The Sikh Council UK urges all Gurdwaras, Sikh organisations and educational institutions to use their voices to speak up against all abuse It is important that we believe the victims of abuse and stand alongside them. The courage of victims and survivors to step forward and share their story so that no other man, woman, or child suffers, should be acknowledged and recognised.

Gurbani tells us, “that truth always prevails.” As a Qaum it is a stark wake-up call when incidents in our community come to light. We have a greater obligation to tackle those who discredit the Khalsa’s Bana and have used their positions to violate and abuse our brothers and sisters. One incident, one perpetrator is one too many.

Through the campaigning and advocacy of organisations such as ‘The Kaur Movement’, a spotlight has been shone to expose horrific cases of alleged sexual abuse in faith settings in the Sikh Community.

In managing allegations and responding to victims of abuse we must step away from cultural taboos and trends that have evolved. It is imperative that as a Qaum we implement and adhere to strict and robust safeguarding measures in light of Gurmat and UK law.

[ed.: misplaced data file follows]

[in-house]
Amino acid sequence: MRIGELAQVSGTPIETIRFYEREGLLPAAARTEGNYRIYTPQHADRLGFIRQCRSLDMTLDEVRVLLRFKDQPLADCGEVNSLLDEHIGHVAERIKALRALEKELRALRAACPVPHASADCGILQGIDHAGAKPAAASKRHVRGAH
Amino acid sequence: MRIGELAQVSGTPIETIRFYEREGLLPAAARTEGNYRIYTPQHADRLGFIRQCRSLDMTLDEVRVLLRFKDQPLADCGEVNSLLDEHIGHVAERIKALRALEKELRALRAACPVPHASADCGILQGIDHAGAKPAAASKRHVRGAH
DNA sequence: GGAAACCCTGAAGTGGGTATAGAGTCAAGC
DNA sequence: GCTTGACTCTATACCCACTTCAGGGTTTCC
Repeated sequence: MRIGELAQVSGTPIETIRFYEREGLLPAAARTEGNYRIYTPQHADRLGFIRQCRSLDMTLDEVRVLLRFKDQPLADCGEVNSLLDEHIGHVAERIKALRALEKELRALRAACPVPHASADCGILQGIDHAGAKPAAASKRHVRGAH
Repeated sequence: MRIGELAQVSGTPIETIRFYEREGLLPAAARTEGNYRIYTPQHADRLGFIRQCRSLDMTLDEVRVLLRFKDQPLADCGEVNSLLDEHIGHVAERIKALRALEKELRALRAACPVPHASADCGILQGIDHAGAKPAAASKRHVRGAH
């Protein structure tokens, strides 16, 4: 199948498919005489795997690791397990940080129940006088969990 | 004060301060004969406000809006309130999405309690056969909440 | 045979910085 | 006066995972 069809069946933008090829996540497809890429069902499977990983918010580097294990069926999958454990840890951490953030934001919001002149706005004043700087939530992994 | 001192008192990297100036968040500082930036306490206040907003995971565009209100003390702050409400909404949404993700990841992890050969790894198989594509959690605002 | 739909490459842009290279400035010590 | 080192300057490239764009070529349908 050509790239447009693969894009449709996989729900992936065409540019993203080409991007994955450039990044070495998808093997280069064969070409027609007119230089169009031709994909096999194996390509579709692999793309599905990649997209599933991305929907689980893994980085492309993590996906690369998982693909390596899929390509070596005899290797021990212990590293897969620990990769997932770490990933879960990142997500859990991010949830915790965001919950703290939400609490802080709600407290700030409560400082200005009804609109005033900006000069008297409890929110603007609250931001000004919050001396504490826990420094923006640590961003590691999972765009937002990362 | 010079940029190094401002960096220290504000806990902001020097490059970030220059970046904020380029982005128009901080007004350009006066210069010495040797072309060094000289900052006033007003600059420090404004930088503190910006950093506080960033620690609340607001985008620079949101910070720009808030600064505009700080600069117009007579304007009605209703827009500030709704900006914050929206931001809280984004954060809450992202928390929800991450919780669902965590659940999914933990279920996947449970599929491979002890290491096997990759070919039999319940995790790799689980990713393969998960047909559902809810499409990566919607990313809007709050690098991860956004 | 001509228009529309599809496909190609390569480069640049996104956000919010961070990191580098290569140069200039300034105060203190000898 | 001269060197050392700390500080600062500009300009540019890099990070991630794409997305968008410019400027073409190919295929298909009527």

The Sikh Council UK also acknowledges that historic administrations of ours, and other community organisations, have failed to deal with safeguarding concerns in an acceptable manner. The new leadership team is now focused on ensuring safeguarding is treated with the upmost seriousness it requires.

We consider those who are involved in the day-to-day running of Gurdwaras, Sikh organisations and institutions have a moral and legal duty of care, trust and responsibility to ensure that all members of our community are kept safe from any type of abuse.

Should anyone experience abuse, of any kind, within any Sikh spaces or otherwise, we would urge formal reporting to committee members, specialist support groups and/or the police. Furthermore, we urge all parties to take any report or claim extremely seriously and with the appropriate level of protection and discretion.

An urgent review should be undertaken to ensure that safeguarding is everyone’s responsibility and best practise should be implemented and followed as a minimum standard for all Gurdwaras, Sikh Organisations and institutes.